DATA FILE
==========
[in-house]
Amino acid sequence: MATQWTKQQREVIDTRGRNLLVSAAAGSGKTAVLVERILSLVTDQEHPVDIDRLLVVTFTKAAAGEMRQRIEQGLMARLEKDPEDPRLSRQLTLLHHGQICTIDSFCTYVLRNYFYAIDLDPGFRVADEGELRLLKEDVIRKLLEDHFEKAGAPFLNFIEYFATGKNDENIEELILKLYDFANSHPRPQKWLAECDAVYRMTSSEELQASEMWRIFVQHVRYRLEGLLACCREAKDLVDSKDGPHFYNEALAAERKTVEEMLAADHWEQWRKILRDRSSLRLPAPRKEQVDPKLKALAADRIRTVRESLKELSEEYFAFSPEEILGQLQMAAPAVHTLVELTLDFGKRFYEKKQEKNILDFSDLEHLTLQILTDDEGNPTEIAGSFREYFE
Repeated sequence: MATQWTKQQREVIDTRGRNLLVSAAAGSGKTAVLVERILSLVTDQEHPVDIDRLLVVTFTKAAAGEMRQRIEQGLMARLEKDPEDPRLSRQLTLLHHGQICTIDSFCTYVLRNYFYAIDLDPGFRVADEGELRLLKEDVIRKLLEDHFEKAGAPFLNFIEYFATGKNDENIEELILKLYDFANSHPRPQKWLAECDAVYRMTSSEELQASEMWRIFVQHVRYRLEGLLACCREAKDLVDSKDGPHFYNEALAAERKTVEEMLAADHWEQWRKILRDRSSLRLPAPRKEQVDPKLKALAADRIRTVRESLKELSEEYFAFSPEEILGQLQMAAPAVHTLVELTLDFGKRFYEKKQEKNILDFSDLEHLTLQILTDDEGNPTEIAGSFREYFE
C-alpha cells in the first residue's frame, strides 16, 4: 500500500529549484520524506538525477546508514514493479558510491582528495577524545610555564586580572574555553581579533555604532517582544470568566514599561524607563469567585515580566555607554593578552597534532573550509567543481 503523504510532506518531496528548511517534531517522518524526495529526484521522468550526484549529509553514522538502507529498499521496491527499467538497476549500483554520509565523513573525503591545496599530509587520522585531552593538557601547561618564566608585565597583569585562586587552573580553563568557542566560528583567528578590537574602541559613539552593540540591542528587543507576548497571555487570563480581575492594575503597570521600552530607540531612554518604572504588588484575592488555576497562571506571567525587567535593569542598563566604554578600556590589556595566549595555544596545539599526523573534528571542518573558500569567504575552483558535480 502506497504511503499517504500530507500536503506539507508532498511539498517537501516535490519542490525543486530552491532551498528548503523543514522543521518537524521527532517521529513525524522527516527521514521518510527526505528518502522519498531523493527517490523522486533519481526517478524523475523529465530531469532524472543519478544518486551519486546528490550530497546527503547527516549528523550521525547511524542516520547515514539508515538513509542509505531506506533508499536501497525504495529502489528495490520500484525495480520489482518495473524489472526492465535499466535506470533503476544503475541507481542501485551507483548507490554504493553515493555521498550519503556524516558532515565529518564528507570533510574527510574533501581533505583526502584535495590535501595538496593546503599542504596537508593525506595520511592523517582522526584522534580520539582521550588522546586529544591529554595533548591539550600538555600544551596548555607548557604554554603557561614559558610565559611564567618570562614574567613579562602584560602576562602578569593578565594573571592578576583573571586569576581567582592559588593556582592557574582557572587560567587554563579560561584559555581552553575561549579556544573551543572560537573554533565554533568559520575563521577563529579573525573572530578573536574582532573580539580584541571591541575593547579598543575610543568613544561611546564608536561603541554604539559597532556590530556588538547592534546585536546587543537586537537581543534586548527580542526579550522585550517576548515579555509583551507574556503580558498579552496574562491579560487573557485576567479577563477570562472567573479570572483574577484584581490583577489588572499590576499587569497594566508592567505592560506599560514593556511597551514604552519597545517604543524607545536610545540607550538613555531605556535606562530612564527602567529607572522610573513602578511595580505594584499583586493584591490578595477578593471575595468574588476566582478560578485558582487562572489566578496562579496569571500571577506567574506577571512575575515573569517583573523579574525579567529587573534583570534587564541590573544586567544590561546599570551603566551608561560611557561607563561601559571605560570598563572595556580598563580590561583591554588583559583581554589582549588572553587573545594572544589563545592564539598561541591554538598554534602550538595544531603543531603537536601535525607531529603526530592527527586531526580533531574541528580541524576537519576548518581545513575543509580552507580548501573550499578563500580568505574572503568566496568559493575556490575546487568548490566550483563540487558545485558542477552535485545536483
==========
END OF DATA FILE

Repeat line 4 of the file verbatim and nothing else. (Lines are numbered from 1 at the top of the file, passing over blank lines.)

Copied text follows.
C-alpha cells in the first residue's frame, strides 16, 4: 500500500529549484520524506538525477546508514514493479558510491582528495577524545610555564586580572574555553581579533555604532517582544470568566514599561524607563469567585515580566555607554593578552597534532573550509567543481 503523504510532506518531496528548511517534531517522518524526495529526484521522468550526484549529509553514522538502507529498499521496491527499467538497476549500483554520509565523513573525503591545496599530509587520522585531552593538557601547561618564566608585565597583569585562586587552573580553563568557542566560528583567528578590537574602541559613539552593540540591542528587543507576548497571555487570563480581575492594575503597570521600552530607540531612554518604572504588588484575592488555576497562571506571567525587567535593569542598563566604554578600556590589556595566549595555544596545539599526523573534528571542518573558500569567504575552483558535480 502506497504511503499517504500530507500536503506539507508532498511539498517537501516535490519542490525543486530552491532551498528548503523543514522543521518537524521527532517521529513525524522527516527521514521518510527526505528518502522519498531523493527517490523522486533519481526517478524523475523529465530531469532524472543519478544518486551519486546528490550530497546527503547527516549528523550521525547511524542516520547515514539508515538513509542509505531506506533508499536501497525504495529502489528495490520500484525495480520489482518495473524489472526492465535499466535506470533503476544503475541507481542501485551507483548507490554504493553515493555521498550519503556524516558532515565529518564528507570533510574527510574533501581533505583526502584535495590535501595538496593546503599542504596537508593525506595520511592523517582522526584522534580520539582521550588522546586529544591529554595533548591539550600538555600544551596548555607548557604554554603557561614559558610565559611564567618570562614574567613579562602584560602576562602578569593578565594573571592578576583573571586569576581567582592559588593556582592557574582557572587560567587554563579560561584559555581552553575561549579556544573551543572560537573554533565554533568559520575563521577563529579573525573572530578573536574582532573580539580584541571591541575593547579598543575610543568613544561611546564608536561603541554604539559597532556590530556588538547592534546585536546587543537586537537581543534586548527580542526579550522585550517576548515579555509583551507574556503580558498579552496574562491579560487573557485576567479577563477570562472567573479570572483574577484584581490583577489588572499590576499587569497594566508592567505592560506599560514593556511597551514604552519597545517604543524607545536610545540607550538613555531605556535606562530612564527602567529607572522610573513602578511595580505594584499583586493584591490578595477578593471575595468574588476566582478560578485558582487562572489566578496562579496569571500571577506567574506577571512575575515573569517583573523579574525579567529587573534583570534587564541590573544586567544590561546599570551603566551608561560611557561607563561601559571605560570598563572595556580598563580590561583591554588583559583581554589582549588572553587573545594572544589563545592564539598561541591554538598554534602550538595544531603543531603537536601535525607531529603526530592527527586531526580533531574541528580541524576537519576548518581545513575543509580552507580548501573550499578563500580568505574572503568566496568559493575556490575546487568548490566550483563540487558545485558542477552535485545536483